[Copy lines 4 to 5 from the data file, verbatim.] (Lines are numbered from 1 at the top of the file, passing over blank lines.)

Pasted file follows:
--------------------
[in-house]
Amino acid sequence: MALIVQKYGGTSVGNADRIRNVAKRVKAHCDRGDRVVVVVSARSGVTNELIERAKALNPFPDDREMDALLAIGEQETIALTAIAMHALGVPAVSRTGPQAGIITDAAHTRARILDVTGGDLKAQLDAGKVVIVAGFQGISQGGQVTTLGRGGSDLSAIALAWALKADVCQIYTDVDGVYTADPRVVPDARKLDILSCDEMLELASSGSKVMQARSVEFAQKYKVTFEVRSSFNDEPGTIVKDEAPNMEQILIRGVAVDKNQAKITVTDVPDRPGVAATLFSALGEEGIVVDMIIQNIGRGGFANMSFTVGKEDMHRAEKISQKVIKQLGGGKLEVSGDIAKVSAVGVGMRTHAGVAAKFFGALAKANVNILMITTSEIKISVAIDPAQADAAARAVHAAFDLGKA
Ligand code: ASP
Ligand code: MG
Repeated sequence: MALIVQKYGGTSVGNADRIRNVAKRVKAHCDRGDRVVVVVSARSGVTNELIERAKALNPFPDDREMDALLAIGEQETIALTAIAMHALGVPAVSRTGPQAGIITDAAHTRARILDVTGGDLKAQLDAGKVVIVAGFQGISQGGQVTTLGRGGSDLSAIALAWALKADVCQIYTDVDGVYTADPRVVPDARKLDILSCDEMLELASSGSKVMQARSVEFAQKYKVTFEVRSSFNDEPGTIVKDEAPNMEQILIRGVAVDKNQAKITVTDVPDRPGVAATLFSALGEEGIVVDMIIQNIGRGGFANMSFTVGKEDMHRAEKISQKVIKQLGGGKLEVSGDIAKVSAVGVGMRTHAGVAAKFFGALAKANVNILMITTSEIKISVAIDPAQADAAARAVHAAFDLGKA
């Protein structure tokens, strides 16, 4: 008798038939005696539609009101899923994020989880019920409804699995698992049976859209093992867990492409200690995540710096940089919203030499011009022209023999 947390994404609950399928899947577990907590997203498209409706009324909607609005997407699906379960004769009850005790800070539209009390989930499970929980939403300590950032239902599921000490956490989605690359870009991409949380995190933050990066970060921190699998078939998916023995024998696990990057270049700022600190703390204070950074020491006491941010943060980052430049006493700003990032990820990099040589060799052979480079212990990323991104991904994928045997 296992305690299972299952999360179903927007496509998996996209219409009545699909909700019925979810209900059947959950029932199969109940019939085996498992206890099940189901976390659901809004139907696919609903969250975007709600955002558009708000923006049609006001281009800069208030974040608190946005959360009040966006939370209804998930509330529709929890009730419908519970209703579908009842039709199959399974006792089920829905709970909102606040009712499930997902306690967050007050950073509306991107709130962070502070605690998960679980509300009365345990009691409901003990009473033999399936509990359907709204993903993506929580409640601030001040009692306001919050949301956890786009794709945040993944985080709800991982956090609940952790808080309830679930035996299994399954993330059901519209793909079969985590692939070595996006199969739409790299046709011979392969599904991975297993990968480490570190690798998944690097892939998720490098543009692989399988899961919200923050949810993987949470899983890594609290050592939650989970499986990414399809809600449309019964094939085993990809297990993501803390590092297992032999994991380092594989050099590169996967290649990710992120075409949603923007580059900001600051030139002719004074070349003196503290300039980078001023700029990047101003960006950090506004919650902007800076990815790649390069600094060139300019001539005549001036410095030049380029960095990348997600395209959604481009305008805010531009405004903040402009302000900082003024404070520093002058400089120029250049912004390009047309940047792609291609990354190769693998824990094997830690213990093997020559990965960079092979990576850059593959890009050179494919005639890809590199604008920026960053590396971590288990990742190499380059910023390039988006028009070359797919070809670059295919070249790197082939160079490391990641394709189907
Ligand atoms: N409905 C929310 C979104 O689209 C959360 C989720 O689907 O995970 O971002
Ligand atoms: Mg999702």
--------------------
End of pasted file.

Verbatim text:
Ligand code: MG
Repeated sequence: MALIVQKYGGTSVGNADRIRNVAKRVKAHCDRGDRVVVVVSARSGVTNELIERAKALNPFPDDREMDALLAIGEQETIALTAIAMHALGVPAVSRTGPQAGIITDAAHTRARILDVTGGDLKAQLDAGKVVIVAGFQGISQGGQVTTLGRGGSDLSAIALAWALKADVCQIYTDVDGVYTADPRVVPDARKLDILSCDEMLELASSGSKVMQARSVEFAQKYKVTFEVRSSFNDEPGTIVKDEAPNMEQILIRGVAVDKNQAKITVTDVPDRPGVAATLFSALGEEGIVVDMIIQNIGRGGFANMSFTVGKEDMHRAEKISQKVIKQLGGGKLEVSGDIAKVSAVGVGMRTHAGVAAKFFGALAKANVNILMITTSEIKISVAIDPAQADAAARAVHAAFDLGKA